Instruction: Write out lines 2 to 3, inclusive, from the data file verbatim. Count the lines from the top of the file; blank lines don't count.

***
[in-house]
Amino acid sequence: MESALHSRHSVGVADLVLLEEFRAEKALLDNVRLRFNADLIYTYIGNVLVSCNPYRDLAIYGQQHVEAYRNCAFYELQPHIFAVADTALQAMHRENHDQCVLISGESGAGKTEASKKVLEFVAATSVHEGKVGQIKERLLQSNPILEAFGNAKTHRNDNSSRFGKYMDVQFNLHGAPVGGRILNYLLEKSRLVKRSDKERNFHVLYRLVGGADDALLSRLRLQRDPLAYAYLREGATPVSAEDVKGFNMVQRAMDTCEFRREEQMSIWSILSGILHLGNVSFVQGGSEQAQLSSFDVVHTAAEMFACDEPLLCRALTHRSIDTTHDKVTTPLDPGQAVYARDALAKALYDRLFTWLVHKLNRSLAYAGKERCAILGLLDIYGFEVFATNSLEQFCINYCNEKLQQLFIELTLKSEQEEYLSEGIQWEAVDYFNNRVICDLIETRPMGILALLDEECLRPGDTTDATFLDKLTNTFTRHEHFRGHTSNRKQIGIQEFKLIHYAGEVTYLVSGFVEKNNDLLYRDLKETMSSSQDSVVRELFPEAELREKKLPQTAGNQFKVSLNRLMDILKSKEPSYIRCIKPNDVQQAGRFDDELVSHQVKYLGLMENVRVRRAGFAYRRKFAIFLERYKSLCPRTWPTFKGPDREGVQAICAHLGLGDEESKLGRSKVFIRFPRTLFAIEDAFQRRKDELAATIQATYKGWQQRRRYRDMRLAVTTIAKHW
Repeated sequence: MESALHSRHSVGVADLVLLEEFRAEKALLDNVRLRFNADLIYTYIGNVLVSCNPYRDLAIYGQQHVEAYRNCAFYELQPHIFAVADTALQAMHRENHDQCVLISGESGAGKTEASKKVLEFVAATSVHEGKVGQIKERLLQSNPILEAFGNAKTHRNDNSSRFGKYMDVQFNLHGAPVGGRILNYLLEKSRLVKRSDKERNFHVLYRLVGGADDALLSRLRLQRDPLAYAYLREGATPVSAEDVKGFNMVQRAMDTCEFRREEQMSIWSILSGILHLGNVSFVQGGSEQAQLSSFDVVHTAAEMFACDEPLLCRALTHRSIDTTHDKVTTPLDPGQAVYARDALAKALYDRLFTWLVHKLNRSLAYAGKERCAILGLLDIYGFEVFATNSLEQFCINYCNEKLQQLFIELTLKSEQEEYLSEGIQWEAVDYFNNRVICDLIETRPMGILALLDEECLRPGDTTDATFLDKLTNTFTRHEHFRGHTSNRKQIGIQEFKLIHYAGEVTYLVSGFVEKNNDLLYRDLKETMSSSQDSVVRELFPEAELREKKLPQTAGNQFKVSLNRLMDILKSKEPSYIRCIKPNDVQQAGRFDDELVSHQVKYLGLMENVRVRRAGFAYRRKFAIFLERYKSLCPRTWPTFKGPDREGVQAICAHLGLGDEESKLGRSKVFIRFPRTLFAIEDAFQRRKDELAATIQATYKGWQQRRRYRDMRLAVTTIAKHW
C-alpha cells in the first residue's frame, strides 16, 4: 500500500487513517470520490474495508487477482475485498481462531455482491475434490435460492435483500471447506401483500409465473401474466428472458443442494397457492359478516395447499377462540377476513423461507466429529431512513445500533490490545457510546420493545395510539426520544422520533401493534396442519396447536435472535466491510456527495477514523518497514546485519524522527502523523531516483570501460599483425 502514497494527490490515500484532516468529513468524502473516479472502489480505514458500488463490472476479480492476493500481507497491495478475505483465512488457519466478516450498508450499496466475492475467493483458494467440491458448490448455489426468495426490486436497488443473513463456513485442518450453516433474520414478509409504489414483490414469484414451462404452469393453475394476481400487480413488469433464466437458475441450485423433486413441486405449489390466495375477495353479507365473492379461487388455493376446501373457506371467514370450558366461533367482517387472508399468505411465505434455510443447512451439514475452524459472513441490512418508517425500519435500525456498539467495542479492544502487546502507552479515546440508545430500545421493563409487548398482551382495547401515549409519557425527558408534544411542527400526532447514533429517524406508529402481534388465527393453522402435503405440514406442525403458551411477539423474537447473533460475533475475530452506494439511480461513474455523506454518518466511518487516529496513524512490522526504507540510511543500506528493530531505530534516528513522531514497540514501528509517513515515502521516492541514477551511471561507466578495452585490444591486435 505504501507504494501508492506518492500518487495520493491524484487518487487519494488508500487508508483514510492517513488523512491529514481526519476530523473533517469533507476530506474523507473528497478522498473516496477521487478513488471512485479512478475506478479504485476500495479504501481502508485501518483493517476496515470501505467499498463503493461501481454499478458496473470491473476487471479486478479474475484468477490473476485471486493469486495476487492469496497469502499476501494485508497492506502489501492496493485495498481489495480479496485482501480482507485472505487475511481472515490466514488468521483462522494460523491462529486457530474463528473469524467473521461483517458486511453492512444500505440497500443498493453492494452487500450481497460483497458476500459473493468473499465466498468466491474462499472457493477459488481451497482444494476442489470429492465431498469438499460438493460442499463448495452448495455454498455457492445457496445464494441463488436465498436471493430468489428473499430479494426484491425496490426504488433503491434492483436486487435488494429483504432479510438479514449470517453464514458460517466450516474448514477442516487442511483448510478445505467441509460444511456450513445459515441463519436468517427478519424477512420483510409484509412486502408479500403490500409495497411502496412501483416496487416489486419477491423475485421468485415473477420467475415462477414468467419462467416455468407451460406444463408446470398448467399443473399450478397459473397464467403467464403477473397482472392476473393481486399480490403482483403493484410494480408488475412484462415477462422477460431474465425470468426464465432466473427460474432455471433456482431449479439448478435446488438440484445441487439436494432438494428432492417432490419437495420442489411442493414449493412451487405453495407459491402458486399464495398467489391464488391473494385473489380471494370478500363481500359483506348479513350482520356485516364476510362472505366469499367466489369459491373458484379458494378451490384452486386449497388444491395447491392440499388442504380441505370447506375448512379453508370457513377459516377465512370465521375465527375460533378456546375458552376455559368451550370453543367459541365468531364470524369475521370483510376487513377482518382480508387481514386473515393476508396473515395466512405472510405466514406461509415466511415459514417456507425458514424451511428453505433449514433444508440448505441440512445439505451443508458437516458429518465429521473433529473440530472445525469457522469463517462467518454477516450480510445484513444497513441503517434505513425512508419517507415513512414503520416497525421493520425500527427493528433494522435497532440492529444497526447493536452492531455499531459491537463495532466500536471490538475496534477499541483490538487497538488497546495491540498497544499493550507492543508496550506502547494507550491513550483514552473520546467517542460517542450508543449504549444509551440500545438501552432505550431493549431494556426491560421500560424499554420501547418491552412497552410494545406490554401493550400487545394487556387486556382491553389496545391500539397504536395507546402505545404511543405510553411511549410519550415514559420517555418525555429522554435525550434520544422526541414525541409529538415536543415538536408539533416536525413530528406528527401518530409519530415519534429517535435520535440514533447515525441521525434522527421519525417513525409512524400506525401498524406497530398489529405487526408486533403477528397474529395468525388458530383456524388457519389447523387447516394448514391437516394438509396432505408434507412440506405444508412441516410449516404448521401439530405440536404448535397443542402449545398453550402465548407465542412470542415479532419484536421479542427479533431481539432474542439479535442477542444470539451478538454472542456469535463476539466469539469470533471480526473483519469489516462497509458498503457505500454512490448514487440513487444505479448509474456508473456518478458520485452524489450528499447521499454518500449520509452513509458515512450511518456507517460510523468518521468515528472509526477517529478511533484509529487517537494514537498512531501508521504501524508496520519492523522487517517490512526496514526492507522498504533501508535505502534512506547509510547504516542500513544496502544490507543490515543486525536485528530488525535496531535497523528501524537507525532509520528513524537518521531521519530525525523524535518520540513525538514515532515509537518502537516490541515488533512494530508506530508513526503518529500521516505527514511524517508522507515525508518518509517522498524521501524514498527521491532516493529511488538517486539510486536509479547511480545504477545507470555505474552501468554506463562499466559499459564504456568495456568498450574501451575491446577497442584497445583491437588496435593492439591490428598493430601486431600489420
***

Amino acid sequence: MESALHSRHSVGVADLVLLEEFRAEKALLDNVRLRFNADLIYTYIGNVLVSCNPYRDLAIYGQQHVEAYRNCAFYELQPHIFAVADTALQAMHRENHDQCVLISGESGAGKTEASKKVLEFVAATSVHEGKVGQIKERLLQSNPILEAFGNAKTHRNDNSSRFGKYMDVQFNLHGAPVGGRILNYLLEKSRLVKRSDKERNFHVLYRLVGGADDALLSRLRLQRDPLAYAYLREGATPVSAEDVKGFNMVQRAMDTCEFRREEQMSIWSILSGILHLGNVSFVQGGSEQAQLSSFDVVHTAAEMFACDEPLLCRALTHRSIDTTHDKVTTPLDPGQAVYARDALAKALYDRLFTWLVHKLNRSLAYAGKERCAILGLLDIYGFEVFATNSLEQFCINYCNEKLQQLFIELTLKSEQEEYLSEGIQWEAVDYFNNRVICDLIETRPMGILALLDEECLRPGDTTDATFLDKLTNTFTRHEHFRGHTSNRKQIGIQEFKLIHYAGEVTYLVSGFVEKNNDLLYRDLKETMSSSQDSVVRELFPEAELREKKLPQTAGNQFKVSLNRLMDILKSKEPSYIRCIKPNDVQQAGRFDDELVSHQVKYLGLMENVRVRRAGFAYRRKFAIFLERYKSLCPRTWPTFKGPDREGVQAICAHLGLGDEESKLGRSKVFIRFPRTLFAIEDAFQRRKDELAATIQATYKGWQQRRRYRDMRLAVTTIAKHW
Repeated sequence: MESALHSRHSVGVADLVLLEEFRAEKALLDNVRLRFNADLIYTYIGNVLVSCNPYRDLAIYGQQHVEAYRNCAFYELQPHIFAVADTALQAMHRENHDQCVLISGESGAGKTEASKKVLEFVAATSVHEGKVGQIKERLLQSNPILEAFGNAKTHRNDNSSRFGKYMDVQFNLHGAPVGGRILNYLLEKSRLVKRSDKERNFHVLYRLVGGADDALLSRLRLQRDPLAYAYLREGATPVSAEDVKGFNMVQRAMDTCEFRREEQMSIWSILSGILHLGNVSFVQGGSEQAQLSSFDVVHTAAEMFACDEPLLCRALTHRSIDTTHDKVTTPLDPGQAVYARDALAKALYDRLFTWLVHKLNRSLAYAGKERCAILGLLDIYGFEVFATNSLEQFCINYCNEKLQQLFIELTLKSEQEEYLSEGIQWEAVDYFNNRVICDLIETRPMGILALLDEECLRPGDTTDATFLDKLTNTFTRHEHFRGHTSNRKQIGIQEFKLIHYAGEVTYLVSGFVEKNNDLLYRDLKETMSSSQDSVVRELFPEAELREKKLPQTAGNQFKVSLNRLMDILKSKEPSYIRCIKPNDVQQAGRFDDELVSHQVKYLGLMENVRVRRAGFAYRRKFAIFLERYKSLCPRTWPTFKGPDREGVQAICAHLGLGDEESKLGRSKVFIRFPRTLFAIEDAFQRRKDELAATIQATYKGWQQRRRYRDMRLAVTTIAKHW